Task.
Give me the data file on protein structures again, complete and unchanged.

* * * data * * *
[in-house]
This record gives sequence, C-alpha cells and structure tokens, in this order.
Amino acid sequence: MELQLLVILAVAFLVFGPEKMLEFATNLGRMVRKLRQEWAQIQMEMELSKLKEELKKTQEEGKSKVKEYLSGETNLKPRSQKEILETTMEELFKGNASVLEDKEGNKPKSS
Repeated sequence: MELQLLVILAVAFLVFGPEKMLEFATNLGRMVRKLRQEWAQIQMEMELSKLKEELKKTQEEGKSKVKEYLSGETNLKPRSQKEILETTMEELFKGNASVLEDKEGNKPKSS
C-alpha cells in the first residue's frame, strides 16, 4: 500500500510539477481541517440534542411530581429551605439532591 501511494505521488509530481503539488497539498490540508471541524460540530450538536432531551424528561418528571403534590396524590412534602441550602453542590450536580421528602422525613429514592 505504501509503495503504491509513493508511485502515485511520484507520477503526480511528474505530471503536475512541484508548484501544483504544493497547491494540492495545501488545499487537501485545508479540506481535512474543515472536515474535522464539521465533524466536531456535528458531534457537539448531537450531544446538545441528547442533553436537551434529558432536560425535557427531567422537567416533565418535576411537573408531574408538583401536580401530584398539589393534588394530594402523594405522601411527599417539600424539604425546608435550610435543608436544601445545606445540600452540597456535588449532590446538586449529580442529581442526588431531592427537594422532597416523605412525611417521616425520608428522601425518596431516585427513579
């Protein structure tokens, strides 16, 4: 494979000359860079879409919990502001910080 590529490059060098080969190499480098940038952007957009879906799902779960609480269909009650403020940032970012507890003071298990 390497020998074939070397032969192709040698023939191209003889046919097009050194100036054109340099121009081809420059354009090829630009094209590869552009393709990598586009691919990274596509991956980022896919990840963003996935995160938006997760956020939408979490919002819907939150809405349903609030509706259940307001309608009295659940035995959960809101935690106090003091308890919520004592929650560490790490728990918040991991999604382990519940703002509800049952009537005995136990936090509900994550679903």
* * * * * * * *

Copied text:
[in-house]
This record gives sequence, C-alpha cells and structure tokens, in this order.
Amino acid sequence: MELQLLVILAVAFLVFGPEKMLEFATNLGRMVRKLRQEWAQIQMEMELSKLKEELKKTQEEGKSKVKEYLSGETNLKPRSQKEILETTMEELFKGNASVLEDKEGNKPKSS
Repeated sequence: MELQLLVILAVAFLVFGPEKMLEFATNLGRMVRKLRQEWAQIQMEMELSKLKEELKKTQEEGKSKVKEYLSGETNLKPRSQKEILETTMEELFKGNASVLEDKEGNKPKSS
C-alpha cells in the first residue's frame, strides 16, 4: 500500500510539477481541517440534542411530581429551605439532591 501511494505521488509530481503539488497539498490540508471541524460540530450538536432531551424528561418528571403534590396524590412534602441550602453542590450536580421528602422525613429514592 505504501509503495503504491509513493508511485502515485511520484507520477503526480511528474505530471503536475512541484508548484501544483504544493497547491494540492495545501488545499487537501485545508479540506481535512474543515472536515474535522464539521465533524466536531456535528458531534457537539448531537450531544446538545441528547442533553436537551434529558432536560425535557427531567422537567416533565418535576411537573408531574408538583401536580401530584398539589393534588394530594402523594405522601411527599417539600424539604425546608435550610435543608436544601445545606445540600452540597456535588449532590446538586449529580442529581442526588431531592427537594422532597416523605412525611417521616425520608428522601425518596431516585427513579
């Protein structure tokens, strides 16, 4: 494979000359860079879409919990502001910080 590529490059060098080969190499480098940038952007957009879906799902779960609480269909009650403020940032970012507890003071298990 390497020998074939070397032969192709040698023939191209003889046919097009050194100036054109340099121009081809420059354009090829630009094209590869552009393709990598586009691919990274596509991956980022896919990840963003996935995160938006997760956020939408979490919002819907939150809405349903609030509706259940307001309608009295659940035995959960809101935690106090003091308890919520004592929650560490790490728990918040991991999604382990519940703002509800049952009537005995136990936090509900994550679903």